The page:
Modelling a Sports Stadium

Rugby Skills Challenge 2013

I’ve had a great month and half or so developing a 3d model and beta testing on a recently released iOS title by game developer Russ Morris.

We got talking about his Rugby game at the Unity UK Christmas party and Russ mentioned about needing a Stadium model for his game, naturally I said “hey, I’ll give it a go” and after a lengthy conversation in which I actually remember the day after, I nagged him for a bit to send over the details, thankfully Russ obliged and the creative development began.

So I wanted to blog about the development of the stadium model and some of the techniques I used, trying to keep it as low poly as possible for mobile development.

Starting point:

My starting point is the centre piece, the field of play, I needed to research the typical dimensions for a Rugby pitch. Modelling the basic rectangular shape then expanding out from there, having the focus point in place gave me a good start in terms of thinking and planning the architecture of the model. Using reference images taken from Cardiff’s Millennium stadium and the Aviva stadium in Ireland, the important thing was to ensure the shape and architecture of the model was directed at the main focus point (the field).


The design is to have the curved corners in the tiers, so the stadium is a full oval curved shape like most modern day stadiums have. From here I started building up the second tier and adding some basic roof structure just to get an idea and feel for the model.

Adding details:

I quickly moved on to adding details to the tiers, adding steps and entrance points for isles, the challenging area was creating the corner tiers, I used the technique of extruding and rotating each time by hand, but I could of used the bridge tool and add the correct amount of segments, then reposition each set of poly’s, either technique would of worked fine.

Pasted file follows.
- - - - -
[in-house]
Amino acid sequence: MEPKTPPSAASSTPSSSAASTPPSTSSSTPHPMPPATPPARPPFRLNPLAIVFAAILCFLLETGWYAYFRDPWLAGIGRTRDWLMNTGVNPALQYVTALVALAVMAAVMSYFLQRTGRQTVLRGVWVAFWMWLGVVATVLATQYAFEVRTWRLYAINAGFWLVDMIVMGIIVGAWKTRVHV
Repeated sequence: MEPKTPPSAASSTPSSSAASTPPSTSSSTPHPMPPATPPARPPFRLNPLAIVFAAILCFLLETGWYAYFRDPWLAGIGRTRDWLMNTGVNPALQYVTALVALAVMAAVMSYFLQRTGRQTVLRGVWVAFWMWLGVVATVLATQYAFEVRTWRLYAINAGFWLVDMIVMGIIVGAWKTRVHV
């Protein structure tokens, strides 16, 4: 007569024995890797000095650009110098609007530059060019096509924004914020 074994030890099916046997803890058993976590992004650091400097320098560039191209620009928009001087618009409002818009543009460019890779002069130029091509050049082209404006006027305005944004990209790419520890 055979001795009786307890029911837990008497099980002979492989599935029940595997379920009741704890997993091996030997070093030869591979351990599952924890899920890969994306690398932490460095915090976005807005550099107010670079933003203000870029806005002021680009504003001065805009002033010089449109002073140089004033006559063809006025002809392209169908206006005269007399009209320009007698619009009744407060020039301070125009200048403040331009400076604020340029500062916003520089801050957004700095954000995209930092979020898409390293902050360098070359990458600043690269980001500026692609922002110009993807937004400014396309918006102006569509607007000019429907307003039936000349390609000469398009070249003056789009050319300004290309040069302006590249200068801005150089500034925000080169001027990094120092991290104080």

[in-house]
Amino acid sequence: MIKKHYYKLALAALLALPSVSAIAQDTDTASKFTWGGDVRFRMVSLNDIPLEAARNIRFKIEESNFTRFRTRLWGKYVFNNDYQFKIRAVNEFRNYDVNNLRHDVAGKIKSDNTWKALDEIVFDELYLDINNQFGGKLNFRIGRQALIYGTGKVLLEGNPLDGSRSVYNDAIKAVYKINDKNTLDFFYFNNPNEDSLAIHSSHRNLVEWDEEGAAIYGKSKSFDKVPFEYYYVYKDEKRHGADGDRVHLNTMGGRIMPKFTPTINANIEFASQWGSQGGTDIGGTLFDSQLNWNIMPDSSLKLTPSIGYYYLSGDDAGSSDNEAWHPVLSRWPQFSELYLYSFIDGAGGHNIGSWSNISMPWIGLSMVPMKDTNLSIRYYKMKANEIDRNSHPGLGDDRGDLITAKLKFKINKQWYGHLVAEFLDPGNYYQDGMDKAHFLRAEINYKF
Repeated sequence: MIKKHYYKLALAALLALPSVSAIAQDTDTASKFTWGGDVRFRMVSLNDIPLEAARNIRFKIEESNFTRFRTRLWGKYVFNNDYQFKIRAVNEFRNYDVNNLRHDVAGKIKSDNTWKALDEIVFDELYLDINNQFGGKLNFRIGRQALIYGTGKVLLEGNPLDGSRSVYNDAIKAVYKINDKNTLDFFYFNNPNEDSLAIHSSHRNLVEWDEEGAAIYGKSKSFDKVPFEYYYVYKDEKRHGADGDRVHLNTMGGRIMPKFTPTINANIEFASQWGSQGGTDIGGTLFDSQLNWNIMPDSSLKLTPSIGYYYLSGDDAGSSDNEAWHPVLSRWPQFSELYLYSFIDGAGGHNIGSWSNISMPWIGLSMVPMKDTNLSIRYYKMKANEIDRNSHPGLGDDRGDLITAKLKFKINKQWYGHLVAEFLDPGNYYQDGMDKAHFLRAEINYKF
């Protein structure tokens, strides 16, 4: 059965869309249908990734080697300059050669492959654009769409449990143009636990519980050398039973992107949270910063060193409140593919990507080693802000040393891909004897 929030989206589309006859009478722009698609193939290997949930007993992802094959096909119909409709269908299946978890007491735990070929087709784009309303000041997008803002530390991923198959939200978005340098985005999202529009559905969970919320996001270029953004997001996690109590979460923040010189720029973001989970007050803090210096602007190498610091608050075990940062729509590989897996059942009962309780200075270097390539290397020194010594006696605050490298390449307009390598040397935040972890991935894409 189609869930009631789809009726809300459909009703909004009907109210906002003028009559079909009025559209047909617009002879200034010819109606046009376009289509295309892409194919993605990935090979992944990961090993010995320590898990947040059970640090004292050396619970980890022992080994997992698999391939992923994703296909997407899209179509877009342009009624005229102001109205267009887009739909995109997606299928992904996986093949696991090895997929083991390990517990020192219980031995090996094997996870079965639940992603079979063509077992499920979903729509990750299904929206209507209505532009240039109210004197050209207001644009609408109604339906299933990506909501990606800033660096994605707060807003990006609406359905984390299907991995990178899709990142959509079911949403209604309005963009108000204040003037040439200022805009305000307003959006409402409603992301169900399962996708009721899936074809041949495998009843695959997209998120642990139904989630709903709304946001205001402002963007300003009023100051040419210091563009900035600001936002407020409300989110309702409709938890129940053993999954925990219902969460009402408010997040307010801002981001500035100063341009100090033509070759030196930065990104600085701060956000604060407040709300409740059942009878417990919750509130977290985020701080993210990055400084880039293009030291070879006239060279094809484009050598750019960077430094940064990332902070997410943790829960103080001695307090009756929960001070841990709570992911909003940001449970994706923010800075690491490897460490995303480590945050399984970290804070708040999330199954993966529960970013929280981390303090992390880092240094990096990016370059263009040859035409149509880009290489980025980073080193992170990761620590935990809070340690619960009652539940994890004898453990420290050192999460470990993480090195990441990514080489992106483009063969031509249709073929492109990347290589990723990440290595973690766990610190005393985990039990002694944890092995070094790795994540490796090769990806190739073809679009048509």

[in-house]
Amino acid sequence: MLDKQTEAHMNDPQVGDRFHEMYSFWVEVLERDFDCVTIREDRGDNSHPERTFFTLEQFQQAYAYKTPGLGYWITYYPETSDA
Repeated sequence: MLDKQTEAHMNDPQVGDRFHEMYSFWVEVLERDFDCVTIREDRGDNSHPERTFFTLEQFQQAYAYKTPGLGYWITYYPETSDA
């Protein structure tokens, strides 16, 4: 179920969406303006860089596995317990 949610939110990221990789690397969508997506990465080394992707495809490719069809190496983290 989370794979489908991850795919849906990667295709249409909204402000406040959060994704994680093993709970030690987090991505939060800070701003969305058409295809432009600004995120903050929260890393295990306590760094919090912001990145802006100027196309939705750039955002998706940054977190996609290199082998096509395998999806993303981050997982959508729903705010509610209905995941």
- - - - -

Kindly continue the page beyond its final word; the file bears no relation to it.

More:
Adding Detail

I finished the lower tier, so I had a fully completed lower tier with steps and isle details added, the good thing is, for the top tier, I can duplicate the lower tier and make adjustments to the positions of some poly’s and up scale when needed, no need to fully model the top tier from the start again. Here’s both tiers fully completed:

Fully completed stands.

I needed to close the gaps up and model some outer geometry, I modelled a bunch of cubes and joined the verts together at each adjacent point, It was just about getting the right positions and joining the correct verts together.

Creating the roof:

The roof structure design is to be based on the Millennium stadium in Cardiff, the corners needed to have gaps, the support structures needed to be added as well.

The Millennium Stadium
Adding roof structure
Support structure

Combining all this together gives me something nearly complete, all the rest of the tweaks were added by Russ in the game project, such as texturing and advertising boards etc.. Here’s the final model in Modo:

Rugby Stadium

Download and install the game now, you can download it by searching for Rugby Skills Challenge 2013 on the app store or by clicking the image below which redirects you to the app store:


Unity and the Beast

I must say I experiment a lot with Lightmapping in Unity using Beast and I have never wrote anything about it, so I wanted to share what it is and how it might be useful to some of you.

Since the time of Quake which was the first video game to utilize lightmapping, Unity has integrated the Beast lightmapping technology for both the pro and free version, yes! you can use expensive rendering power for free on your games, I know what your thinking…this is awesome, and it is,  lightmaps can really bring your environments to life.

What are lightmaps?

If you have read this far without knowing what lightmaps are, I’ll give a quick overview, a typical lightmap is light data stored into a texture and applied to static objects in your scene, lightmaps in Unity take into account meshes, textures, materials and lights.

Unity contains 3 lightmapping modes to choose from, Single Lightmaps. Dual Lightmaps and Directional Lightmaps, each mode has slightly different functionality.

Single lightmap mode uses the far lightmap only, this is a baked texture, so pre-computed and contains full illumination.

Single lightmaps